I am a people-pleaser.
I do everything I can to make other people happy, even if it means giving up things that make me happy.
And I feel guilty whenever I do choose to do something that makes me happy over something that will satisfy someone else.
I do not like this about myself. I never have.
As a writer, it has made me far less productive, outspoken, and brave.
Over the years, I’ve wasted a lot of time trying to do nice things for people who have rarely, if ever, made an effort to do nice things for me.
I never want to be less kind, less caring, or less compassionate.
But I do want to be a little more selfish sometimes, for the sake of my writing career.
I want to be able to put some of my projects on the front lines, instead of putting them on hold.
I want to write some stories that fulfill me on a deep and personal level, even if they’re not exactly what my audience thinks they want to read.
I want to tweet more. Read more. Have a voice.
Because at some point, I started believing other people’s joy was more important than mine.
I’ve since learned otherwise.
Never write something with the intention of making someone else happy.
Never accept a certain job, agree to a certain schedule, or make a certain change to something — or to yourself — for the sake of improving or solidifying someone else’s opinion of you.
People-pleasers never win.
Because even when they’ve succeeded in pleasing others, they almost always end up disappointing themselves.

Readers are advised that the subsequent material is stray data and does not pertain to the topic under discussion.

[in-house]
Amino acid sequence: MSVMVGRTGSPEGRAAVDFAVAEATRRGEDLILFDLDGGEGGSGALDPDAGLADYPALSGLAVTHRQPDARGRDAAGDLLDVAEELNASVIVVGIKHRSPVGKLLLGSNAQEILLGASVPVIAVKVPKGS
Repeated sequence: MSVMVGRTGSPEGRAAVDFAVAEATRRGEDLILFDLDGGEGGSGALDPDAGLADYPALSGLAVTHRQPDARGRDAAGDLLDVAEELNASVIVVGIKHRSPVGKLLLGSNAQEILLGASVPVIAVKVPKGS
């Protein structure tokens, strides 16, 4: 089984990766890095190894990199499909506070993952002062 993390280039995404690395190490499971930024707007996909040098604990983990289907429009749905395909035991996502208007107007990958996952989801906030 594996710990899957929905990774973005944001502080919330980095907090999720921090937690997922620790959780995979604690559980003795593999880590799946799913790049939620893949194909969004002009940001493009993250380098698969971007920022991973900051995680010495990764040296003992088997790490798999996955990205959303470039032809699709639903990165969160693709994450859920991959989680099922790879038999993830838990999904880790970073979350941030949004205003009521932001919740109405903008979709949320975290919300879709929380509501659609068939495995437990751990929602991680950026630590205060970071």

And you — we all — deserve better than that.
This does not mean that some of your stories can’t have a happy ending, or that resolutions to plots can’t ever leave an audience feeling relieved or satisfied.
It doesn’t mean that you should always put yourself and your needs before everyone and everything in every circumstance. Sometimes, compromise is essential in maintaining trust and balance in relationships — and in life overall.
But other people do need to learn to respect your work and your time, the same way you should respect theirs.
And we all need to remember that just because something doesn’t make us happy or turn out in a way different than what we imagined, doesn’t mean we have permission to scream and cry and tear other people down in an effort to get what we want.
You can do what makes you happy within your own personal bubble, without poisoning others.
But you can also try to understand why others are unhappy — with you, with something you published — and acknowledge that their opinions are valid, even if you do not agree with them.
Some people won’t ever be happy no matter how much of yourself you sacrifice to make them that way. And that’s not up to you, or your words, to “fix.”
It’s not your job to please other people 100% of the time.
It’s OK to do things that make you happy first. More often than you’ve been told.
Are you a people-pleaser? You might want to read these posts. To All the People-Pleasers Trying to Write for a Living Why It Feels Like Your Family and Friends Don't Support Your Writing 5 Reasons to Keep Posting On a Blog Nobody Reads
Meg is the creator of Novelty Revisions, dedicated to helping writers put their ideas into words. She is a staff writer with The Cheat Sheet, a freelance editor and writer, and a 10-time NaNoWriMo winner. Follow Meg on Twitter for tweets about writing, food and nerdy things.